‘I Was Overwhelmed But Committed in That Moment’

Posted on: September 13, 2017 Topics: In Conversation With

Tracy M. Layne (SPH’07) Alumna; Postdoctoral Fellow at the National Cancer Institute, National Institutes of Health

Hometown: Brooklyn, New York

Breakfast: “This morning I had one of my favorite breakfasts: it’s oatmeal, and then I mash up one banana, and sprinkle on cinnamon.”

Extracurricular: “I love going back home to New York [from Maryland] and spending time with friends and family. I’m from a large West Indian family and grew up in a predominantly West Indian neighborhood, and so I miss the mix and mingling of the city and culture—seeing people shopping, going to church, the kids running around. I miss that energy.”

You are one of the inaugural recipients of the National Institute on Minority Health and Health Disparities (NIMHD)’s William G. Coleman Jr., PhD, Minority Health and Health Disparities Research Innovation Award.

I’m extremely honored to receive this award. Dr. Coleman was the first permanent African American scientific director in the history of the Intramural Research Program at the NIH. He was not only concerned with health disparities research, but also with mentoring students in the field. I’m humbled by the opportunity to be one of the first to receive the award, and I hope that this project and my subsequent work live up to his legacy.

What is the disparity at the center of your research at the National Cancer Institute?

Unfortunately, black men have the distinction in this country of having a higher prostate cancer incidence rate compared than other racial/ethnic groups. For instance, compared to white men, black men have about 1.7 times the risk of developing the disease, and more than two-fold the risk of dying from it.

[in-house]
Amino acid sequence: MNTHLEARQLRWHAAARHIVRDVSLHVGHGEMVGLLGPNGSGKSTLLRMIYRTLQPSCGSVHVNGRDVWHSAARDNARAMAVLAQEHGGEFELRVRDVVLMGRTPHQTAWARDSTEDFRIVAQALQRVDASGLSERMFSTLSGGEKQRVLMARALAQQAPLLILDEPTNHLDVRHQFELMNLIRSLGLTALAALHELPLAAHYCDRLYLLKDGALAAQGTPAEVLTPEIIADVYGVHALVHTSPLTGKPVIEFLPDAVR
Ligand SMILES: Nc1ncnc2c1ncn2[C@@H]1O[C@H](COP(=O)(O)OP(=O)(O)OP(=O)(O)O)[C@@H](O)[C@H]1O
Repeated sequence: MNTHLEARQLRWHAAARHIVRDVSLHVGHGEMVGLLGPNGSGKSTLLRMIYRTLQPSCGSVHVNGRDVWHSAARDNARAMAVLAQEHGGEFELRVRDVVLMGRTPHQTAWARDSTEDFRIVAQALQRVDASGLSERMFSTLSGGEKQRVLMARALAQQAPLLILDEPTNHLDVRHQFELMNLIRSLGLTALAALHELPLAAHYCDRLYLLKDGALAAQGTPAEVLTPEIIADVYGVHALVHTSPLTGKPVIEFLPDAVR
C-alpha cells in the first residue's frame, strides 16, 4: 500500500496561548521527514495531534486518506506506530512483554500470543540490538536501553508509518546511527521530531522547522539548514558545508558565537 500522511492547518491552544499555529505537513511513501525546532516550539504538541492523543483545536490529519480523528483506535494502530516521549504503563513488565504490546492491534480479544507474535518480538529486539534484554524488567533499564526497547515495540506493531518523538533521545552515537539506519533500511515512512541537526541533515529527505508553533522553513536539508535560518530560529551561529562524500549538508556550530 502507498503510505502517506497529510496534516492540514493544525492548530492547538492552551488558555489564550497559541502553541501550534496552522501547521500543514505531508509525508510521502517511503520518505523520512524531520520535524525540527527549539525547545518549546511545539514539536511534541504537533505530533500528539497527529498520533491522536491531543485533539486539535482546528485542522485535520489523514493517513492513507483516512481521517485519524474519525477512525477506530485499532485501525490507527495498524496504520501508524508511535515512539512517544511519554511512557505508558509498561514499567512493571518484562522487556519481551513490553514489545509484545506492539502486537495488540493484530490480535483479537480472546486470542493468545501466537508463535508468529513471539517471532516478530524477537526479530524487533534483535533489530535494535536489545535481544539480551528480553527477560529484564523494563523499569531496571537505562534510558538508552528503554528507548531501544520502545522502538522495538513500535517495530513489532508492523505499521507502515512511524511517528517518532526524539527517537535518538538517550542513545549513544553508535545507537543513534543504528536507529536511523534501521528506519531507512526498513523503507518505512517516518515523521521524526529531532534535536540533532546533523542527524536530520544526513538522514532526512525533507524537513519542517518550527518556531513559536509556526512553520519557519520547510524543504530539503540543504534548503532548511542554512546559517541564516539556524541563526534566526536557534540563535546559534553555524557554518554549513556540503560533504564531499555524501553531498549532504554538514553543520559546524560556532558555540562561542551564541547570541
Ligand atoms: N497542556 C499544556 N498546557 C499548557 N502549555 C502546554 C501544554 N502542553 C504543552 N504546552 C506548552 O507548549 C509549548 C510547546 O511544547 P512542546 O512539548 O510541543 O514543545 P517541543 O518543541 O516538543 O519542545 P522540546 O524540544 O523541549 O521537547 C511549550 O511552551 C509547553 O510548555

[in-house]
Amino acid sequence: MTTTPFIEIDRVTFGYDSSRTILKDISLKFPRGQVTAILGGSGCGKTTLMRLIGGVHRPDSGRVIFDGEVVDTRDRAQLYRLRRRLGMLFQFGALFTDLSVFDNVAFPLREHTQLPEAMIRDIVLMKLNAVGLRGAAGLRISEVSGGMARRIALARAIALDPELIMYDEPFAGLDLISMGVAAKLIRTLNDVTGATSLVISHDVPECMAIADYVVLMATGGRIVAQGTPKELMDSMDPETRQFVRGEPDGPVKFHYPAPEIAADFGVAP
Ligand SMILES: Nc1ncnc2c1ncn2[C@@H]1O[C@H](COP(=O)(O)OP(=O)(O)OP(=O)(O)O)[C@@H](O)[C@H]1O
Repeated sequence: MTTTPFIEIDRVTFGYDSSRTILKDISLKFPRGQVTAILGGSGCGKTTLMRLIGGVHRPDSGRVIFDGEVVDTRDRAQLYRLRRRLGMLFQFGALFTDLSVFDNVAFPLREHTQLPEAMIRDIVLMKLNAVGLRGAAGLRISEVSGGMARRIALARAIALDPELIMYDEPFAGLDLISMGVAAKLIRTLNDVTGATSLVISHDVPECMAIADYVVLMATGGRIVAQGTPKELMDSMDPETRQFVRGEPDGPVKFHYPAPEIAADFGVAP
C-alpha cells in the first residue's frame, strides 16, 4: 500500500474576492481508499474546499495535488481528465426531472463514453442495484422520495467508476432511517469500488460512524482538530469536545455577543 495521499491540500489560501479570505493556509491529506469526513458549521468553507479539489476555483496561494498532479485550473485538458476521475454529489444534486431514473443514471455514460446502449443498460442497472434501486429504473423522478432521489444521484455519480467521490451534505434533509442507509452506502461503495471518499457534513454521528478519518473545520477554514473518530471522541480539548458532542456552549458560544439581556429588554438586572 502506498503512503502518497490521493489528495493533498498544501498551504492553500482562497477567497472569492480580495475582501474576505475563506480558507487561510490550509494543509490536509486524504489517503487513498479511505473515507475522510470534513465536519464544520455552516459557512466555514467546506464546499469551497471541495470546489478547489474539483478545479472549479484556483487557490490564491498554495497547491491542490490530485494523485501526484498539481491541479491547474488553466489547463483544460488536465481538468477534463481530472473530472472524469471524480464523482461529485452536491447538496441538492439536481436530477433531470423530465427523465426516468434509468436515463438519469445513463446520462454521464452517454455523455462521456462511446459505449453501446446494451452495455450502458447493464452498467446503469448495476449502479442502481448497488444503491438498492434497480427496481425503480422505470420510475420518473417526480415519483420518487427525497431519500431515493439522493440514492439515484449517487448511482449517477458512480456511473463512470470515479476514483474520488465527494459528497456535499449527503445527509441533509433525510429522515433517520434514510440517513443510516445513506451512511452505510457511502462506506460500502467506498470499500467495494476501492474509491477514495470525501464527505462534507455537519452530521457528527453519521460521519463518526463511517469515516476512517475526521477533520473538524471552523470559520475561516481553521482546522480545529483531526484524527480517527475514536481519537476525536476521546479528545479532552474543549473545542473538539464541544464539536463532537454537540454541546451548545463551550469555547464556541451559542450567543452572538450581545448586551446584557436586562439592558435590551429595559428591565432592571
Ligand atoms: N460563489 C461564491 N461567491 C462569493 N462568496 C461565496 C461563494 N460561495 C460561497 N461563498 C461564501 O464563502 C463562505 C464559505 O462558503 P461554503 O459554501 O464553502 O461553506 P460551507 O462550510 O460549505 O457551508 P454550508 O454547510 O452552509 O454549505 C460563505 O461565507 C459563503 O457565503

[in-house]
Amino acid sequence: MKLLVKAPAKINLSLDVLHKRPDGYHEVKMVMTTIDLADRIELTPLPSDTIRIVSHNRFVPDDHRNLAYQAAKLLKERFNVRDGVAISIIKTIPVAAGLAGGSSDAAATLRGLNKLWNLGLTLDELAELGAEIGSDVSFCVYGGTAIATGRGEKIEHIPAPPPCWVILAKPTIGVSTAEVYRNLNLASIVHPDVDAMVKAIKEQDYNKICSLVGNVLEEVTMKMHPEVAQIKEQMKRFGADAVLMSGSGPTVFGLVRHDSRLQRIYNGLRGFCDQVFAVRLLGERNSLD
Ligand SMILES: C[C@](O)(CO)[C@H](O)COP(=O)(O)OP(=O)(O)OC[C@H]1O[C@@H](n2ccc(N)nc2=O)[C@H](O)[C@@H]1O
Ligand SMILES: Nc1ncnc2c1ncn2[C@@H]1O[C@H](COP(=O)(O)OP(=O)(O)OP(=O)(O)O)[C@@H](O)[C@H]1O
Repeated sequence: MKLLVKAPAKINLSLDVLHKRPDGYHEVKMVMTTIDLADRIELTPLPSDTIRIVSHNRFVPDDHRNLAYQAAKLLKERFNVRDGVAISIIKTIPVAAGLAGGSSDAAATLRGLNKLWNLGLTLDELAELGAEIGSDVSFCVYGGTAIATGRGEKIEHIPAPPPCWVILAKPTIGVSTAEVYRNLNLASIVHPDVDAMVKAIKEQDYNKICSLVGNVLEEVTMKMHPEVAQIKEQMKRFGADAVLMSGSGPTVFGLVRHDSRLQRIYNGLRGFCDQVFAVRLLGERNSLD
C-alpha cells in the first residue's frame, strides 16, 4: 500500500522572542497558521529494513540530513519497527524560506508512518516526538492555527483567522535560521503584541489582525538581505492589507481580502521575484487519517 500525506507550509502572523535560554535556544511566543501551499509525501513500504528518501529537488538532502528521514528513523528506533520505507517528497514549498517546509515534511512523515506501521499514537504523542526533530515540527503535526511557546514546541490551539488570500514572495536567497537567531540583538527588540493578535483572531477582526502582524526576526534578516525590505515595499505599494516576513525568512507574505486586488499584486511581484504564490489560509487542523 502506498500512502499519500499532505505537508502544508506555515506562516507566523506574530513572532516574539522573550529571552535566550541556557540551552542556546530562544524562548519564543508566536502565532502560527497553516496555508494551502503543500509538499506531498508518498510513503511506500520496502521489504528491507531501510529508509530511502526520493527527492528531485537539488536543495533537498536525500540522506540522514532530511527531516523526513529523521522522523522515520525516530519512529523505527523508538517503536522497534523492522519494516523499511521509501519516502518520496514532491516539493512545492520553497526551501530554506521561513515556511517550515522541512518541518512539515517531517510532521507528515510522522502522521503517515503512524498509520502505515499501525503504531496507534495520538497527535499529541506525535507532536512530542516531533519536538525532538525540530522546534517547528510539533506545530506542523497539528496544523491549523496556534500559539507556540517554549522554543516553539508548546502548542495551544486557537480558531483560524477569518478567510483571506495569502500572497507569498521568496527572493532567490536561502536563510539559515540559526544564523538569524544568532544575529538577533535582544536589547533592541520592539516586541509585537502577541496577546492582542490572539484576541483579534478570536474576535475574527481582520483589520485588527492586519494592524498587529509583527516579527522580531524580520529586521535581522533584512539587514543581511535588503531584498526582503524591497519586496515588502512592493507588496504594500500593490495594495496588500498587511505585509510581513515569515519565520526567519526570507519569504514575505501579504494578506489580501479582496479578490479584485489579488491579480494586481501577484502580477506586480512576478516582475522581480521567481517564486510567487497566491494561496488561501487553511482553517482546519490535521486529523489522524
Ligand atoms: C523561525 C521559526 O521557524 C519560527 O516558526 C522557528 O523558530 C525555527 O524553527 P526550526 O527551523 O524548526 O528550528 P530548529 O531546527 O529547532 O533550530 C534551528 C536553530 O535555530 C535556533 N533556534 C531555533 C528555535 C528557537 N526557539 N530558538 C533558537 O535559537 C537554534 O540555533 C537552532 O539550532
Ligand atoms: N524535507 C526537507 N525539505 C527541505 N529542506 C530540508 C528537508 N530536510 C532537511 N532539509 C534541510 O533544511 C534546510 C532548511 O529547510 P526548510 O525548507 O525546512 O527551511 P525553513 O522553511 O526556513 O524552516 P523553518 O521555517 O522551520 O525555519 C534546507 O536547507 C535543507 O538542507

This is a longstanding disparity. However, most of the research to date has really been about documenting this disparity, and less so looking at why it persists.

How does your current project look for the “why”?

This project is looking at the metabolomic profile of prostate cancer risk in black men, using blood samples collected from black men without disease who participated in two large-scale studies. Both studies followed the men over time, and collected information on whether they developed prostate cancer. We are going to run an analysis called metabolomics to identify potential metabolite markers in the blood that are associated with prostate cancer risk in this population.

The study is one of the first of its kind to look at this population in this way. Prior research examining what is driving the black-white disparity in prostate cancer risk has largely involved retrospective studies, where they look at men who have already developed the disease, and then try to go back in time to understand what may have contributed to the difference in risk. The thing about our current study that I’m passionate about is looking prospectively—looking at individuals before they develop the disease and following them over time to better identify risk factors that may contribute to the disparity, so there are fewer concerns about whether the potential risk factor came before the disease.